Sunday, April 16, 2017

Bimbo Noem says humans stopped pine beetle outbreak. Uh, no.



The collapse of the Black Hills ponderosa pine monoculture was forecast as early as 2002 but now bug counters at the Black Hills National Forest are saying its bark beetle outbreak has peaked although dry grasses still plague the region.
We could, and should, burn large areas of the forest at least every five to 10 years, but we won’t be able to do that, either, at least not on purpose. Large areas will burn, right down to the ground, in summer fires like those of the past decade. We’ll plant new trees and the cycle will begin again. Pines grow best in open stands with grass or brush underneath. Beetles and fires like dense trees. The pine forests of the Black Hills will continue as they always have, despite our best efforts. [Frank Carroll]
Restoration means all the above: fire, bark beetle, and the thinning critical for water supplies that ultimately help conifers defend themselves against anthropogenic climate disruptions while stimulating the growth of hardwoods like aspen.

Noem's tweet is an embrace of Carbaryl (1-naphthyl methylcarbamate), a white crystalline solid commonly sold under the brand name Sevin®, a trademark of the Bayer Group. When that photo was taken remains a mystery.

While lodgepole pine is native to the Black Hills, ponderosa pine only reached the Hills and northern Rockies about a thousand years ago; but, under orders from timber monopolist, Neiman Enterprises (a Noem donor), a Colorado contractor working for the Black Hills National Forest, is spraying Carbaryl on ponderosa pine trees.
"This is a little early. We usually wait until the later part of April," said Black Hills National Forest timber planner Blaine Cook. "But we want to get these recreation sites sprayed because our campground hosts come in and they want to get ready for the tourism season." This year the spray crew will hit 3,700 trees at 28 locations across the Black Hills, most of them at campgrounds and recreation sites, along with a few U.S. Forest Service administrative centers. [Kevin Woster, KELO teevee]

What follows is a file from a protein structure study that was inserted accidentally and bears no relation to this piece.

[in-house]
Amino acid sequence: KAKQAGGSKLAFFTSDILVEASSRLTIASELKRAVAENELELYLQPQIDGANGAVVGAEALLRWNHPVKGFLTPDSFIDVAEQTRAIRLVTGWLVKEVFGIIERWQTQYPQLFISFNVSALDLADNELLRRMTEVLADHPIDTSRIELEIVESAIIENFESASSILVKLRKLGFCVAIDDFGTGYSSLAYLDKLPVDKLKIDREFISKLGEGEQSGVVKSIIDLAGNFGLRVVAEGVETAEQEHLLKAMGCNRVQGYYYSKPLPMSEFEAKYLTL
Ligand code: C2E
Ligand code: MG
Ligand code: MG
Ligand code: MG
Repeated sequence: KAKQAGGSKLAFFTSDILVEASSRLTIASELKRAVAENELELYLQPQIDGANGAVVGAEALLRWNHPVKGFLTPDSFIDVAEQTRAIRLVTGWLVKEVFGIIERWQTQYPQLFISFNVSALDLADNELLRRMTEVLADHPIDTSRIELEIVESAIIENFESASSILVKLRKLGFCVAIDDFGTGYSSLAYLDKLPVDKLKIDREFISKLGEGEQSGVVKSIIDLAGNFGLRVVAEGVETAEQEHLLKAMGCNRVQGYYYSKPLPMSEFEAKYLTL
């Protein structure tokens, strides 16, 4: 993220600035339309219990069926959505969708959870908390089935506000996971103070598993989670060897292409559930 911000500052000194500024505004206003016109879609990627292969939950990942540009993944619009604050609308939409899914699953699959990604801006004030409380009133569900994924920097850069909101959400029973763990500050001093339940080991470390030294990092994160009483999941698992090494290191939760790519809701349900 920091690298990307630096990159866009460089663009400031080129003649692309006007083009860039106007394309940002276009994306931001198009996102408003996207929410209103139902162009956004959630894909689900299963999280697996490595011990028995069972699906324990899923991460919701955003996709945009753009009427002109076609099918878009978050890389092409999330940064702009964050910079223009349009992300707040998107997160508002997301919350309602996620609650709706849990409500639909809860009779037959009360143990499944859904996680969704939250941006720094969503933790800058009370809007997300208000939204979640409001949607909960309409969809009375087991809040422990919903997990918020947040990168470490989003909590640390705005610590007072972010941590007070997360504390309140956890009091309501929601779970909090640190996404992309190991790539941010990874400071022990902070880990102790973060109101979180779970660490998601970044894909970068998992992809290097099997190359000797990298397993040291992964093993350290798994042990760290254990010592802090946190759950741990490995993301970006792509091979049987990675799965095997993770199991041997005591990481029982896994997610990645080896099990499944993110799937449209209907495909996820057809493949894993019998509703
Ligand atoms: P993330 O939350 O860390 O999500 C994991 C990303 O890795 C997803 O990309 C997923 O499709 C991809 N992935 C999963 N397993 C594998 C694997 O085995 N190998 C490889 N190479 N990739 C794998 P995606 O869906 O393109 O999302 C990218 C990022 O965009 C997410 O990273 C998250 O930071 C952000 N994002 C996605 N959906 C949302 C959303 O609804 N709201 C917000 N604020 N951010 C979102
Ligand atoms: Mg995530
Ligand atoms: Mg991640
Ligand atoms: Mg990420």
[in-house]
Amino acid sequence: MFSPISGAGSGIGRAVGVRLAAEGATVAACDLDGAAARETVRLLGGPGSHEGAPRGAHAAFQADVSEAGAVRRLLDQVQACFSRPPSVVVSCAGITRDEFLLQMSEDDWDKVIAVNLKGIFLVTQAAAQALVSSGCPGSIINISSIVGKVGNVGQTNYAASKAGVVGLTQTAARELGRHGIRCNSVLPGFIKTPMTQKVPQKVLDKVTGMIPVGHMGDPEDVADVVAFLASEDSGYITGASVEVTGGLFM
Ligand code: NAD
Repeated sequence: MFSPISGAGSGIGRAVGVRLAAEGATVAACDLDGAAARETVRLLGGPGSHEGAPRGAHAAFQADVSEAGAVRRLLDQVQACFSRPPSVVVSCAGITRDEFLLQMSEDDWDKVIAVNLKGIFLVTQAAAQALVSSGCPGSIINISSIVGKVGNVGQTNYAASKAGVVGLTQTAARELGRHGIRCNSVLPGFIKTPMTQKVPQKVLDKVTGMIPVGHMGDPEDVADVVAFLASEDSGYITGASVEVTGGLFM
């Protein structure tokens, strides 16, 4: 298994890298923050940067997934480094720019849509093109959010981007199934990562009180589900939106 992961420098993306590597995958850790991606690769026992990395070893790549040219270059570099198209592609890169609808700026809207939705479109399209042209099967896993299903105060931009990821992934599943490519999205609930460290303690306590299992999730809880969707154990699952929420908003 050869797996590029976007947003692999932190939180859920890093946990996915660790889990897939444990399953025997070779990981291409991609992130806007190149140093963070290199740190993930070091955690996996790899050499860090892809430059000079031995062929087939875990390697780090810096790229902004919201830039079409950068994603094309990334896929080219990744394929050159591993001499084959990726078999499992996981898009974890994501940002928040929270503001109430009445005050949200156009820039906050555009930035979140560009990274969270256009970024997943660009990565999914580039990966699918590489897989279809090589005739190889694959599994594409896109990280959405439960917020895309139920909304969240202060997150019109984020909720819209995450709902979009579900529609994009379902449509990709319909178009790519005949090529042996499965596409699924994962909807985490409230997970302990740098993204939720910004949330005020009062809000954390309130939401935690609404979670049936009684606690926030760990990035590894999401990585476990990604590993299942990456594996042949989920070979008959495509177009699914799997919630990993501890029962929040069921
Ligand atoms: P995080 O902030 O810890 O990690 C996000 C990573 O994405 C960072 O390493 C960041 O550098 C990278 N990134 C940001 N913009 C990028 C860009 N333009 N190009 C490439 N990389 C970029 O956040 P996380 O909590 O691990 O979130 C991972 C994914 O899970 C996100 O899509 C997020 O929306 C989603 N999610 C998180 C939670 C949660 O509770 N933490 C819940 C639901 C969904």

The toxin kills beneficial insects like honeybees as well as crustaceans not to mention its havoc wreaked on fungal communities and amphibians. Sevin® is often produced using methyl isocyanate the chemical that Union Carbide used to kill thousands of people in Bhopal, India.

The deadly chemicals migrate easily into waterways then into groundwater. Bayer CropScience is in court after studies ordered by the US Environmental Protection Agency confirmed that another Bayer pesticide is too toxic for wildlife to keep on the market.

EPA has found that 97% of endangered species are threatened by pesticides like Carbaryl. The Black Hills is home to the threatened northern long-eared bat, the American dipper and the black-backed woodpecker that feeds on bark beetles.

Lodgepole tends to be logged for post, pole and oriented strand board (OSB); ponderosa pine, Douglas Fir and Engelmann Spruce tend to be logged for lumber.

Lodgepole pine and Douglas Fir have been extirpated from the Black Hills for nearly a century: the oldest aspen was virtually logged out during European settlement; yet, tiny stands of old-growth ponderosa pine can still be found in the Hills.

Ponderosa pine contains a much higher level of volatile organic compounds (VOCs) than many other cone-bearing trees and tends to be more explosive in wildfire conditions especially when under drought stress. Beetle-affected trees are pockmarked with 'pitchouts' that burst into flames during wildfires and torch more readily.

The mountain pine beetle is hard at work clearing centuries of overgrowth throughout the Rocky Mountain Complex, so is the western spruce budworm and the spruce beetle. But leaving dead or dying conifers on the forest produces methane, an even more dangerous greenhouse gas than carbon dioxide is.

Voters can expect South Dakota's earth hater congressional delegation to do the bidding of their donors and put lots of pork in the next farm bill.

Water supplies are critical this year as human-caused climate disruptions reduced snowpack in the Black Hills. Insects and fire are critical to reversing the ravages of conifer overgrowth on the Rocky Mountain West.

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